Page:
Live review | Lucky Plush Productions: The Better Half

  • Photograph: William Frederking

    Julia Rhoads, left, and Meghann Wilkinson in The Better Half

  • Adrian Danzig, left, and Julia Rhoads in The Better Half

  • From left: Adrian Danzig, Kim Goldman, Meghann Wilkinson, Tim Heck and Julia Rhoads

  • Lucky Plush Productions� The Better Half at the MCA Stage

Photograph: William Frederking

Julia Rhoads, left, and Meghann Wilkinson in The Better Half

The Better Half, Lucky Plush Productions’ new dance-theater piece, at the MCA Stage through November 6, is built of surfaces, thin to the point of transparency, stacked and fragile like phyllo. Heather Gilbert’s design lays rectangles of light on the bare stage like area rugs; most of the time, the five performers treat their edges like walls. The cast’s roles, assigned at the top of the show by a narrator seated among the audience (former Blue Man Tim Heck), are worn somewhat disdainfully, as if bridesmaids’ dresses. The show reboots a few times before its starter finally catches, and the engine of its overlapping story fragments turns over.

These narratives come from a variety of scripts for films. Gaslight is one, The Bourne Identity is another. Two Hal Hartley screenplays, for Flirt and Trust, contribute excerpts; All the Real Girls and Scenes from a Marriage round out the source material. But a lot of the text is custom cowritten by the show’s principal creators, LPP artistic director Julia Rhoads and Leslie Buxbaum Danzig of 500 Clown. Rhoads performs in the piece, too, assigned by Heck to play Gaslight’s Bella Manningham. Danzig’s real-life husband Adrian Danzig is charged with the role of Jack Manningham, Bella’s husband and a murderer.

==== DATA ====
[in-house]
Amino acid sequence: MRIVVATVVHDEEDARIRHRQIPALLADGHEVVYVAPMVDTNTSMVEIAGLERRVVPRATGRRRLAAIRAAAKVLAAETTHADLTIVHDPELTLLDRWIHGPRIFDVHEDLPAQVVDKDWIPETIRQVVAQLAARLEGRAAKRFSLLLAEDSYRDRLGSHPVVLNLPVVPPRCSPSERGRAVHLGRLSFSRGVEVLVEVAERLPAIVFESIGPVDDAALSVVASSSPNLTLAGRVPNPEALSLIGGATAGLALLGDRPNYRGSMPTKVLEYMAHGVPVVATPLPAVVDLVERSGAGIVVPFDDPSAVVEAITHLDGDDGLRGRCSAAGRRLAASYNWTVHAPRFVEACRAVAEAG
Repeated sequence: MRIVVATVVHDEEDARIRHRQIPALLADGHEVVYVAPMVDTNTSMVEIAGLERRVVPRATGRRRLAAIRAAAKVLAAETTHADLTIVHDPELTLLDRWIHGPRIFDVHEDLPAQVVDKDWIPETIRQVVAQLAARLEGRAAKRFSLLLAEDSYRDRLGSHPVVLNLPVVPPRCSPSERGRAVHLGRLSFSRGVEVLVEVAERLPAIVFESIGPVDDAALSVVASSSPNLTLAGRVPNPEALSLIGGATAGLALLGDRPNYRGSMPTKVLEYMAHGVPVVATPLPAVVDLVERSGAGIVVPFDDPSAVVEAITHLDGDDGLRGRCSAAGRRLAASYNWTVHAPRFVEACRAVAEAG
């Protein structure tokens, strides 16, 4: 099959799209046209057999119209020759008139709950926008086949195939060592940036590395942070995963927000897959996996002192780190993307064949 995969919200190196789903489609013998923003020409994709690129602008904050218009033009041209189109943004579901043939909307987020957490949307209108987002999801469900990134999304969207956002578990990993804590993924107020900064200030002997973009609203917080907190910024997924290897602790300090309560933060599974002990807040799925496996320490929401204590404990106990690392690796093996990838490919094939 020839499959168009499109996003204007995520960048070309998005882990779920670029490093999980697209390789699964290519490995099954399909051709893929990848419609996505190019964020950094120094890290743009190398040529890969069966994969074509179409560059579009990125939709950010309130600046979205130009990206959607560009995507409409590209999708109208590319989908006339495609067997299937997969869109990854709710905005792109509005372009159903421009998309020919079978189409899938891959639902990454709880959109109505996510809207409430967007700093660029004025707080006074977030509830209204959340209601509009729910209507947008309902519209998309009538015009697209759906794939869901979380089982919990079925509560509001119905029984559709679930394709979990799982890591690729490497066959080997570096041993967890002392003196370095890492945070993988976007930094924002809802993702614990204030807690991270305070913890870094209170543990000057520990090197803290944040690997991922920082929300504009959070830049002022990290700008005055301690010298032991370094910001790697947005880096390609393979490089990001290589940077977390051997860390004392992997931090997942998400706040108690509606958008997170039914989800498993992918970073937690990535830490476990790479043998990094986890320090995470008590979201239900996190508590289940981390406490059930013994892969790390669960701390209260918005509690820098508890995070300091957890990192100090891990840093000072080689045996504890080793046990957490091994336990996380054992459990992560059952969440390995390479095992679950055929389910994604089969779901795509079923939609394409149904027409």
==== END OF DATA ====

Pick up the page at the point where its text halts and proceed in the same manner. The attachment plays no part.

The players’ dissatisfaction with their roles or discomfort in them is initially played for laughs. As the two maids of the Manningham household—impudent, young Nancy and dutiful, sad old Elizabeth—Kim Goldman and Meghann Wilkinson all but literally roll their eyes. Goldman tries on the other dancers’ signature movements in a beautiful solo sequence but, having wandered too far out of line as both a servant within the story and a servant to the show, she is brusquely cut short.

After the crew takes a hilarious trip to through the Manningham’s invisible home, looking for clues with Detective Rough (also played by Heck), the throughline gets hijacked and other scenelets barge in. (A witty touch: One is The Bourne Identity’s romantic carjacking in Zurich.) Mr. Danzig and Rhoads stay coupled, however, and their emotions begin to seem more real, forged as these narrative splinters catch fire, very Eternal Sunshine of the Spotless Mind.

Mikhail Fiksel’s sound design is ingenious, a mix of Foley effects, cinematic mood-setting and a low-level, between-stations radio static, subtle echoes of these five people half-trying to tune into their purposes in each other’s lives. But the score gets too loud at times to catch all of the actors’ lines; they don’t wear microphones, although there are a few on the stage apron and one that drops in and out from above. Also, in earlier stages—I saw two in-progress showings—The Better Half ran at a breakneck pace, skipping like a spinning stone across its surfaces like a perfect piece of pop art. It’s more measured now, which tames the thrill, but it still grabs you and still gives you the same Roy Lichtenstein kiss.

The Better Half continues at the MCA Stage on October 29 and November 3, 5 and 6. The October 28 performance has been canceled due to injury. Ticket holders may exchange for a different date by calling 312-397-4010.

Follow us

Time Out Chicago on Facebook   Time Out Chicago on Twitter   Time Out Chicago on Instagram   Time Out Chicago on Pinterest   Time Out Chicago on Google Plus   Time Out Chicago on Foursquare   Time Out Chicago on Spotify

Send tips to:

Laura Baginski, Editor (@TimeOutChicago)